It should be noted herein that in the preferred embodiment of the invention the initial value register is loaded with a system provided value indicative of the timeout period at the time of system initialization. The value stored in this register may not be made available to the user and must be fixed by the system to ensure that the timeout period is not altered to an abnormally long period of time, thereby effectively undermining the utility of coupling the interrupt mask with a timeout counter.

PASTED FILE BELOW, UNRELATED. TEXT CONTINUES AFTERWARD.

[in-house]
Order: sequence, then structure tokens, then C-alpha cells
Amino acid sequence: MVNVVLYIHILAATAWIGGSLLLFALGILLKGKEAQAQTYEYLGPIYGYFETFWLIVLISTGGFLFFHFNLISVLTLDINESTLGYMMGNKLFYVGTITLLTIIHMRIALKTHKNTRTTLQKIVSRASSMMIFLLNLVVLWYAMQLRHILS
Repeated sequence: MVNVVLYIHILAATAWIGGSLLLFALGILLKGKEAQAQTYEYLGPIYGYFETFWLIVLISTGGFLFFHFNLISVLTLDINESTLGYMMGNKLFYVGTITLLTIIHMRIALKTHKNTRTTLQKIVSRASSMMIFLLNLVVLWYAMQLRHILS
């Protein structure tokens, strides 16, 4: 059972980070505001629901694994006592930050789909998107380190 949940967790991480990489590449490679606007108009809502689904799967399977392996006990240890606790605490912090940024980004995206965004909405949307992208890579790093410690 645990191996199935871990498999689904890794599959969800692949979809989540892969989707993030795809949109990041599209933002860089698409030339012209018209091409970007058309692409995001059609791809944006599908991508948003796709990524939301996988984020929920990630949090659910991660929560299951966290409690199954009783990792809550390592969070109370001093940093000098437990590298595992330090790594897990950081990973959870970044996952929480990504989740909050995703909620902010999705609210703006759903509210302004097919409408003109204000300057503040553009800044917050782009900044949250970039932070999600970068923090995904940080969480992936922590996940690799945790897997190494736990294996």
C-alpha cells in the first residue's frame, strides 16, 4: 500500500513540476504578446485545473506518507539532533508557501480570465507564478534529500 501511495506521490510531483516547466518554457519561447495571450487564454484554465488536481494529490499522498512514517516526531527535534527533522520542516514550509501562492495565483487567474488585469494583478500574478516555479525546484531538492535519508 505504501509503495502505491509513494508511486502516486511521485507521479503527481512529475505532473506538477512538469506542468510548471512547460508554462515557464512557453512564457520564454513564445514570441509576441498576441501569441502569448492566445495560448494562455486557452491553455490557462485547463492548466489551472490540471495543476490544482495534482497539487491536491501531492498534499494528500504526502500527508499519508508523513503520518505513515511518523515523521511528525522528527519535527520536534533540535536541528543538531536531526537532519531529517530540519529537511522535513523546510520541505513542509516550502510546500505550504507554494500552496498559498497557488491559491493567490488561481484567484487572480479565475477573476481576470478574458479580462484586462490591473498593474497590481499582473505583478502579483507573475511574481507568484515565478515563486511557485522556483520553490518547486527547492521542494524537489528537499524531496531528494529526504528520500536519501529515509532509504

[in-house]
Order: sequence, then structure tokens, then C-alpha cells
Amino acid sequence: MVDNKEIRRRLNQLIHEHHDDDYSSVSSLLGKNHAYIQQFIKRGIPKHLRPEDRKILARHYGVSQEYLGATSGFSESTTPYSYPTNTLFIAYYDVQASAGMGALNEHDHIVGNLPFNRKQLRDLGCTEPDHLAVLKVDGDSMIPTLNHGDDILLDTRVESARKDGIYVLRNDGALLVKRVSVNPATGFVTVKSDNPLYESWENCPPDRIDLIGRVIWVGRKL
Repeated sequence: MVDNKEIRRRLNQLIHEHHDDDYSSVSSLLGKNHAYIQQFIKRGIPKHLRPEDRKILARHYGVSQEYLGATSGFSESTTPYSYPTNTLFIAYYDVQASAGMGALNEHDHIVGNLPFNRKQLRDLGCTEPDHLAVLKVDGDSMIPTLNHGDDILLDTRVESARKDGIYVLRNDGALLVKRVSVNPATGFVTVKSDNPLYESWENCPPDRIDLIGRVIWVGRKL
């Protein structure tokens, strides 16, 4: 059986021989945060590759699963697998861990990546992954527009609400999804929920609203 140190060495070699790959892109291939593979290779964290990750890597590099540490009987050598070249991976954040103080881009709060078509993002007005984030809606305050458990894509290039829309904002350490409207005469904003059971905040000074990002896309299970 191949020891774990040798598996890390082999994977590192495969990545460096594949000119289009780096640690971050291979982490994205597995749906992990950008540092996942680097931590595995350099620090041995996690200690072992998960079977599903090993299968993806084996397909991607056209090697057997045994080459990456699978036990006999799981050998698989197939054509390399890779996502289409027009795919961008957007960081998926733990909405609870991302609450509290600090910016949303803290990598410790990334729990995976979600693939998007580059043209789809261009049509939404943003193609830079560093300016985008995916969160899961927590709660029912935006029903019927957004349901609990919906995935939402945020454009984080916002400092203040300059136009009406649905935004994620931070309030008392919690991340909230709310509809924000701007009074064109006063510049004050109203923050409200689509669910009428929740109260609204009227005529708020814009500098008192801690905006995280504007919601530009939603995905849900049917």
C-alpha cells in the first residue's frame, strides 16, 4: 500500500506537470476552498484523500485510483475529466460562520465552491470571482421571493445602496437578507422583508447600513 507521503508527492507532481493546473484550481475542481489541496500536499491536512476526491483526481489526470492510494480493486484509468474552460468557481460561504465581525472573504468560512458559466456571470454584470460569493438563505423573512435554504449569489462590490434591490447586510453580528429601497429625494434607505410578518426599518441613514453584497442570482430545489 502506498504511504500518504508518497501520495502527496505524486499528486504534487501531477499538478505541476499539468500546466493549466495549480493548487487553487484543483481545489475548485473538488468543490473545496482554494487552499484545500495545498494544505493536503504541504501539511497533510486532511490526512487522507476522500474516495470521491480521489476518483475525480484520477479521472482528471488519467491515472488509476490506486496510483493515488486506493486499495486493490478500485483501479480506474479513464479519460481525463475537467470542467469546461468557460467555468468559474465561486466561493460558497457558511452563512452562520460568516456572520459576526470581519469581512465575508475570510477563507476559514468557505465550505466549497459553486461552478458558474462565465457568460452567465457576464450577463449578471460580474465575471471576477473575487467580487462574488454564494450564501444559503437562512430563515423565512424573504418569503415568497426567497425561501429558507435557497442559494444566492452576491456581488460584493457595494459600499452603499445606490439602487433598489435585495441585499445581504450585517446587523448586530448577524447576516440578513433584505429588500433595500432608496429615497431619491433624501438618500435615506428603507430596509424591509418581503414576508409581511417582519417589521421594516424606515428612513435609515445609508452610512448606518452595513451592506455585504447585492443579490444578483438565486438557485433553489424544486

The user disable interrupt instruction signal which is input into OR gate 302 for setting the master mask latch 206 thereby disabling pending interrupt requests, is additionally coupled to the latch 401. The user disable interrupt signal, in accordance with the present invention, causes the master mask latch to disable interrupt requests for the predetermined timeout interval. Accordingly, the user disable interrupt instruction must concurrently initiates the counting of the predetermined time interval so as to ensure that the interrupt mask does not remain in place for too long. To accomplish this objective, the user disable interrupt instruction signal is coupled to and sets the latch 401. The setting of the latch 401 causes the decrementing counter 402 to begin a decrementing count, decreasing the initial value stored therein via the initial value register 403 with every clock pulse from the clock unit 404. As previously noted, the clock circuit is preferably the system clock or a clock circuit which generates pulses at the system clock frequency. In this manner the timeout period may be easily equated to a predetermined number of machine cycles, facilitating use of the user programmable interrupt instructions.